Not home? Amazon Key lets the delivery person slip inside
The era of online shopping has made things more convenient in a lot of ways, but having items turn up when you aren't home can still create a bit of a headache. Last month Walmart put forward a kind of unnerving idea where couriers just go ahead and let themselves in to complete the delivery, something Amazon is also now keen to test out with a new service called Amazon Key.
Walmart's solution had its employees enter a customer's home by punching a one-time passcode into a smart keypad, which is authorized by the customer beforehand. Amazon Key works a little differently, in that it once a compatible smart lock and Amazon Cloud Cam security camera are installed, the dedicated smartphone app handles the rest.
Once an order is placed, user can select the "in-home" option in the app. This means that when the delivery driver turns up, they can request access to the residence and Amazon then verifies that the correct driver is at the correct address at the correct time. The Cloud Cam is an extra layer of security, starting to record and capture any nefarious activity once the in-home delivery is approved by Amazon.
Meanwhile, notifications are pushed to the customer's phone letting them know the delivery is underway and then when it has been completed. They can watch on in real-time through the Cloud Cam or review the video afterwards.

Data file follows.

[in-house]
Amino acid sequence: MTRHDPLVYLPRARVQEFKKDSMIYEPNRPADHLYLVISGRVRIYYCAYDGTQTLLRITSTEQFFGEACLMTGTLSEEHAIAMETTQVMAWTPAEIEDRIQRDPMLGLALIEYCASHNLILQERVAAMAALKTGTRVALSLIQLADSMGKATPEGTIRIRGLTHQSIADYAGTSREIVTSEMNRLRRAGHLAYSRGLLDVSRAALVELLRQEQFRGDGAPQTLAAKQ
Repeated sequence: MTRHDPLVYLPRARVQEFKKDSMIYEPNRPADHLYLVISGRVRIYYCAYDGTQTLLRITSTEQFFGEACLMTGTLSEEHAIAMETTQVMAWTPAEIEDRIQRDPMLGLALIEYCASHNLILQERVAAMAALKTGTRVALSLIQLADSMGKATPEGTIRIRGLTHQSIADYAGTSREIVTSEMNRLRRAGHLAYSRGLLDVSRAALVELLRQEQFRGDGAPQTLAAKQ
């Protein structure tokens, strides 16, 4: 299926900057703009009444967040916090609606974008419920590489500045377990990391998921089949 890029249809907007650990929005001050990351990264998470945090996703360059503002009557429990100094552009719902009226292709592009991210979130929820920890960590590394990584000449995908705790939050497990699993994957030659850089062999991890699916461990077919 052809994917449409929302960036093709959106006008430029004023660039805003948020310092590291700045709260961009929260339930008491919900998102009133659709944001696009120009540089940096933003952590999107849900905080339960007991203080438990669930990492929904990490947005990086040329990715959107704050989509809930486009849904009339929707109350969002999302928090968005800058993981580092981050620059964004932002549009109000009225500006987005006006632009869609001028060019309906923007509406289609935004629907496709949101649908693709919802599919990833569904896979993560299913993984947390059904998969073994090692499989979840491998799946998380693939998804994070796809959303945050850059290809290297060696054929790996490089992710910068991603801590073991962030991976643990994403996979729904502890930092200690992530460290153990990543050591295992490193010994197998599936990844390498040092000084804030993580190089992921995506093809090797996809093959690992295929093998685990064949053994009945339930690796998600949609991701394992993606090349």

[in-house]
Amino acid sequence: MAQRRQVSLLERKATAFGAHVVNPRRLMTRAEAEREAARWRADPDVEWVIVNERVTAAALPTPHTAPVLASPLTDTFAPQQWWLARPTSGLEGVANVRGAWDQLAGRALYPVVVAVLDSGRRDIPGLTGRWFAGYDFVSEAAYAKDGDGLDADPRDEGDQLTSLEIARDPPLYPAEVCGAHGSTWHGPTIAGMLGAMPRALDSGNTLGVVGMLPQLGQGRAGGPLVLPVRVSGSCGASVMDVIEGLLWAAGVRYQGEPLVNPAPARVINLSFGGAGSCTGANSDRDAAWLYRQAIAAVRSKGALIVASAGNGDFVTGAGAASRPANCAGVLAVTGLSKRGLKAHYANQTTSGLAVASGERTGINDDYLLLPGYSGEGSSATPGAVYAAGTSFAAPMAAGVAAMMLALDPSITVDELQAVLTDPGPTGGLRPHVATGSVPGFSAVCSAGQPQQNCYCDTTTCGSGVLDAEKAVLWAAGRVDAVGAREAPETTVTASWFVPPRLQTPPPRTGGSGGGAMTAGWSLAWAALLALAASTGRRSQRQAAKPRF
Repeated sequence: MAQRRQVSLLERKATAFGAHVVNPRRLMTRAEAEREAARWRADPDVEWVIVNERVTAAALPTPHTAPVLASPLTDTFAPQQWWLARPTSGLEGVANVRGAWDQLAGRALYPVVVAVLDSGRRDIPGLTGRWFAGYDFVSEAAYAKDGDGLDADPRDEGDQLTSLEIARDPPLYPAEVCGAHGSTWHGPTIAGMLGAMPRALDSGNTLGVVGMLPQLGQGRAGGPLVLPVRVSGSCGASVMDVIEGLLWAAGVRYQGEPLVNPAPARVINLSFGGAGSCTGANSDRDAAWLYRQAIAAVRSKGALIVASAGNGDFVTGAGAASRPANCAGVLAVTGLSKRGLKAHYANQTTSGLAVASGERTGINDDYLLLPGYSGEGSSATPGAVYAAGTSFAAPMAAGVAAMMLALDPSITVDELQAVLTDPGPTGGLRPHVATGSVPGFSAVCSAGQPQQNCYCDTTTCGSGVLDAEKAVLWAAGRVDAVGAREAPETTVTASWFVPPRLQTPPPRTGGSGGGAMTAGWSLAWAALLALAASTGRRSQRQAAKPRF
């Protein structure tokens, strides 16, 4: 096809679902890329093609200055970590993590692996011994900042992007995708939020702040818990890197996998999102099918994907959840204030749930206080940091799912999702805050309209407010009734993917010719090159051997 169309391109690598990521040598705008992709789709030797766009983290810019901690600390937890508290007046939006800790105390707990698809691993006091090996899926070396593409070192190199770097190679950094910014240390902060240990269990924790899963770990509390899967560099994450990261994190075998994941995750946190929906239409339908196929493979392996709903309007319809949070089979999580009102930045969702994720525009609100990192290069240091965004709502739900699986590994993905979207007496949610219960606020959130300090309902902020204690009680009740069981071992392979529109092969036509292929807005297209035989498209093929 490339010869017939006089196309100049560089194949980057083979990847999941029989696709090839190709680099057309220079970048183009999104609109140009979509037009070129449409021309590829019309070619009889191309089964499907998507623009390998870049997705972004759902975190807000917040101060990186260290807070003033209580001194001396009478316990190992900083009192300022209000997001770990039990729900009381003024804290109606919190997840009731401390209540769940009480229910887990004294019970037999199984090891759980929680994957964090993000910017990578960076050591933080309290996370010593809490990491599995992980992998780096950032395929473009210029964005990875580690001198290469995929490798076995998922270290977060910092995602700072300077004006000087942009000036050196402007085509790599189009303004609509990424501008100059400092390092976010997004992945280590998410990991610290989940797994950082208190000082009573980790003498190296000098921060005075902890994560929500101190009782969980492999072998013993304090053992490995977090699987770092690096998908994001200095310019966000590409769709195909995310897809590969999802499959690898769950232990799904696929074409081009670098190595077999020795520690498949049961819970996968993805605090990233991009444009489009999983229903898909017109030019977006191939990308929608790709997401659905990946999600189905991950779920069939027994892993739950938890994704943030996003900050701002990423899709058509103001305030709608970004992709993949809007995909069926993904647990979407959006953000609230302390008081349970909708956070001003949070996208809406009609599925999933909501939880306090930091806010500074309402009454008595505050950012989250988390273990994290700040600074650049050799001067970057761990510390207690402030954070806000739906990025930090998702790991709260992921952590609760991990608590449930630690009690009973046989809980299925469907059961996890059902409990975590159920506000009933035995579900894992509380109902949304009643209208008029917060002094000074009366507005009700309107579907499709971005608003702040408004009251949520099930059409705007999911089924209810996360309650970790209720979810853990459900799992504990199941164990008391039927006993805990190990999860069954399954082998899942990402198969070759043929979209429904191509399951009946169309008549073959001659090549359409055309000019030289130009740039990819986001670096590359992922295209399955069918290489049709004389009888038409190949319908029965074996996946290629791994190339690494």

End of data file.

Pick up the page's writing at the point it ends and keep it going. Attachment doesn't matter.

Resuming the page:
We're sure plenty will have reservations about handing over their home security to Amazon in this way, even if it is meant to be a one-time event. In any case, Amazon is pushing the concept pretty hard, rolling it out in 37 US cities on November 8, with others to follow. It points out that Amazon Key could also be useful when it comes to letting in dog walkers, pet sitters and house cleaners.
The service is free for Amazon Prime members, but they will need to shell out US$250 for the Amazon Key In-Home Kit, which includes a compatible smart lock made by Yale or Kwikset and the Cloud Cam.